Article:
Today Highsnobiety rounded up some industry heads and influencers to share their thoughts on the controversial new Supreme x Louis Vuitton collab. Is the collaboration between the LV of Streetwear and the OG LV the canary in streetwear’s coal mine? The Hundreds’ co-founder and CCO Bobby Hundreds, along with Keith Hufnagel (HUF), Chris Gibbs (Union), Emma Hope Allwood (Dazed), and more dig in.
Bobby Hundreds said the collaboration was both the best and worst both brands could’ve done for their legacies—but it’s still fun and isn’t that why we love Supreme? We put together our highlights from the piece below—check out the piece in full here.
“It’s the best thing Supreme and LV have ever done, and it’s the worst thing they could’ve done for their legacies – it’s everything and nothing. At the end of the day, it’s 100% fun and I have to thank James and Supreme for continuing to give us that after all these years. Fuck the rest.” – Bobby Hundreds, The Hundreds
“The old rules don’t apply anymore and this is the definitive proof of that. I’ve heard so many different opinions – from people being overjoyed that street culture is getting recognized on such a stage to people thinking that Vuitton are too removed from those same streets to interpret them. Really though, I think that a LV x Supreme monogrammed cap is a perfect symbol of today’s fashion culture.” – Emma Hope Allwood, Fashion Features Editor, Dazed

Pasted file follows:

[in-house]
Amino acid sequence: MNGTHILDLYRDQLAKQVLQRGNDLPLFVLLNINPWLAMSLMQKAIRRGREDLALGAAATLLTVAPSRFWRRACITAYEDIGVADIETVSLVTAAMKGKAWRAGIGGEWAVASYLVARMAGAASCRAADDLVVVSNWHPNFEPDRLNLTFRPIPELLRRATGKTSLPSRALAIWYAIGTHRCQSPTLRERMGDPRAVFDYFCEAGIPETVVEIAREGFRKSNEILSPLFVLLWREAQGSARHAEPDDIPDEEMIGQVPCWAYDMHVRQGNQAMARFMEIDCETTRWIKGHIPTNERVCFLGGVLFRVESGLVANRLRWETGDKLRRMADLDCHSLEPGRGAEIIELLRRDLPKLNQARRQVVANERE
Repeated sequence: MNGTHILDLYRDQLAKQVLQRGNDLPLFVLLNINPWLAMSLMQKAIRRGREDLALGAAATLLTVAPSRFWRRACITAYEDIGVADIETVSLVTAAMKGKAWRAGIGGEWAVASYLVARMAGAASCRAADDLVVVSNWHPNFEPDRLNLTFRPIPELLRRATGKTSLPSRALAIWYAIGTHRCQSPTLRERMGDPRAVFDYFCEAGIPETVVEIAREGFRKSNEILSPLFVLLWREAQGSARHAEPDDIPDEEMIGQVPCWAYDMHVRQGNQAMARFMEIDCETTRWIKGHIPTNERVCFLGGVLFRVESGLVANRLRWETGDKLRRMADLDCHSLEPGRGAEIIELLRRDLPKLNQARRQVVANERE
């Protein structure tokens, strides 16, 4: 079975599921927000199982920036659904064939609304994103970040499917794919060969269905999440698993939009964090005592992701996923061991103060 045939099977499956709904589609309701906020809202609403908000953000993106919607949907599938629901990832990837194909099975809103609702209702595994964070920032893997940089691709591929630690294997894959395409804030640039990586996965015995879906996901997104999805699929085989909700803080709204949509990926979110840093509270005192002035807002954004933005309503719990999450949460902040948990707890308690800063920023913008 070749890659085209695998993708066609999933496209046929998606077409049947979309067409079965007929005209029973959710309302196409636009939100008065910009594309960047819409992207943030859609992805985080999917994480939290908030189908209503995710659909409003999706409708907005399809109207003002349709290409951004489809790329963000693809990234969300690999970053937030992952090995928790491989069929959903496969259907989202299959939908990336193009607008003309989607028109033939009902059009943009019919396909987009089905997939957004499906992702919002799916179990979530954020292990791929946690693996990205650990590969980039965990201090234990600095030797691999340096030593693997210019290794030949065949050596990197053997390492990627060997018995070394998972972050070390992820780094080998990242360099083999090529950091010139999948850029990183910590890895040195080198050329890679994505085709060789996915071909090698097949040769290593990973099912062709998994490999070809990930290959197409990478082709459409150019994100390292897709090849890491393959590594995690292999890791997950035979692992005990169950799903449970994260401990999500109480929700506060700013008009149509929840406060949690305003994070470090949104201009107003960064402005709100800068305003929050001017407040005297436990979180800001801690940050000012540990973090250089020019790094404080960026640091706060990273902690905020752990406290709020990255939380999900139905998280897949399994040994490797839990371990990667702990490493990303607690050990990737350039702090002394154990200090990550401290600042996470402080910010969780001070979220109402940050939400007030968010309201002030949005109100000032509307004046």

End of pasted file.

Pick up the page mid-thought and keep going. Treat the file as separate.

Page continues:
“They bootlegged LV and now LV is working with them. Classic skate/streetwear style!” – Keith Hufnagel, HUF
“Just because Supreme is pegged in the streetwear category, I wouldn’t say it is – especially juxtaposed with other names in that space. Their attitude, distribution model and long-term strategy are more akin to a 100-year-old fashion house. They just happen to use sweatshirts and graphic tees as their medium.” – Bobby Hundreds, The Hundreds
“It feels very much like an LV collection (as opposed to a Supreme one) but I like the fact that Supreme has incorporated strong elements of NYC in certain pieces – the nod to Dapper Dan with the bomber jacket and baseball cap hail back to that old school New York style, albeit with a Parisian price tag!” – Ross Wilson, DJ/Writer/Streetwear Collector
“Supreme was a different brand 17 years ago – scrappy, punk, underdog. Skateboarding was invisible and subversive, while high fashion was unattainable. Today, the circle is closing. What’s underground is mainstream and vice versa – the classifications are not applicable; we’re dealing with a new hierarchy.” – Bobby Hundreds, The Hundreds
What did YOU think about all this, more importantly? Let us know in the comments below. We’re still not sure.